10 months agoKi-Jana Hoever becomes Liverpool’s youngest ever to play in FA Cup

first_imgKi-Jana Hoever becomes Liverpool’s youngest ever to play in FA Cupby Paul Vegas10 months agoSend to a friendShare the loveKi-Jana Hoever has made his debut for Liverpool in tonight’s FA Cup tie with Wolves.The 16-year-old defender becomes Liverpool’s youngest ever player in the FA Cup after Dejan Lovren went down holding his hamstring within five minutes of the first half.The Dutchman has impressed at youth level for Liverpool and was recently promoted to train with the first team at Melwood by Jurgen Klopp.Hoever joined fellow teenage debutants Curtis Jones and Rafa Camacho in the team at Wolves.Klopp sang Hoever praises in his pre-match press conference, saying the youngster is “incredible”. About the authorPaul VegasShare the loveHave your saylast_img

a month agoHaaland Snr breaks silence on Man Utd link for son Erling

first_imgTagsTransfersAbout the authorPaul VegasShare the loveHave your say Haaland Snr breaks silence on Man Utd link for son Erlingby Paul Vegasa month agoSend to a friendShare the loveAlf Inge Haaland would be happy if his son signed for Manchester United.Erling Braut Haaland scored a hat-trick in the first half of RB Salzburg’s 6-2 hammering of Genk on his Champions League debut on Tuesday.Haaland’s dad Alf Inge represented both Leeds and Manchester City – two clubs that consider Man United to be bitter rivals – during his career in football. “It would be nice,” the Norwegian told TV2 when asked about the United interest. “It is important to distinguish between being a supporter and a job.”So I have a very relaxed relationship with that. It’s a little different when it’s serious.”He added: “Yes, I think most players dream of being in the Premier League at one time or another. It’s the league that gets the most attention around, and it has very good quality teams.”There is no doubt the Premier League is attractive to him.” last_img read more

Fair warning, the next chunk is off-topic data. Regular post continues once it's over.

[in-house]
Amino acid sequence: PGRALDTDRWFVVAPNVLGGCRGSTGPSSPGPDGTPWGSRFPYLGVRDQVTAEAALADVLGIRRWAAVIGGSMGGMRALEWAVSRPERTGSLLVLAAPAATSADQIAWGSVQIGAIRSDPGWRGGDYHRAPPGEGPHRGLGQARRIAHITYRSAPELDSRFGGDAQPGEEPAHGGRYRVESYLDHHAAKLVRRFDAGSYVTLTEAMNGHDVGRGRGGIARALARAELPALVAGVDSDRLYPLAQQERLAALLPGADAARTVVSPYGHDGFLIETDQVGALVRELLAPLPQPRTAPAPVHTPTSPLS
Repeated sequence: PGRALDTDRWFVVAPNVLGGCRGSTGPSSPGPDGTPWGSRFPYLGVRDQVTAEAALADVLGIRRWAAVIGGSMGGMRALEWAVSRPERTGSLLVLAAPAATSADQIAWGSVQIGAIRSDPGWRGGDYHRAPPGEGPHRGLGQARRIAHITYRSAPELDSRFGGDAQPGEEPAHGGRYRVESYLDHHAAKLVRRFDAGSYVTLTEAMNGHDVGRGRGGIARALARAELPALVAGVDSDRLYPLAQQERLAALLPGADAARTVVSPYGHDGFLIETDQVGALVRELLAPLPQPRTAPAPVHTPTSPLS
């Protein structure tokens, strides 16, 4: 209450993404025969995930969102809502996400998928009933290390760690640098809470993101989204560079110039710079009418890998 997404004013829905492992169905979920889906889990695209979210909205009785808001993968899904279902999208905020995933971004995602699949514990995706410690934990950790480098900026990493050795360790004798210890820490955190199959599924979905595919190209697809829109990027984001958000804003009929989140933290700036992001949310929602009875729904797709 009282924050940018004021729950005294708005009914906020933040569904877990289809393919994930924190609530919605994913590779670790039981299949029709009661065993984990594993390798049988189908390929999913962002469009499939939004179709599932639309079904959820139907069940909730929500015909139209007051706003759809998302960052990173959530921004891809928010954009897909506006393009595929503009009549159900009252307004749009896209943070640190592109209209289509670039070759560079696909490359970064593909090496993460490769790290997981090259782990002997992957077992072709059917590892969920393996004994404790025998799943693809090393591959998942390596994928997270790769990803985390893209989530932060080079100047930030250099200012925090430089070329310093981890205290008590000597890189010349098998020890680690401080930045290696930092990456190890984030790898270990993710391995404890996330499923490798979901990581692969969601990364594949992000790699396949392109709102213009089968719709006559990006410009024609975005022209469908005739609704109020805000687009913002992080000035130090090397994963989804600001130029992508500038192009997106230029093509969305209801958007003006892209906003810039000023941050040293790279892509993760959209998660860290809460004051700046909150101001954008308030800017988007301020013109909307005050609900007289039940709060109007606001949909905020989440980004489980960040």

Tiger Woods Used To Be One Of Golfs Longest Hitters — Until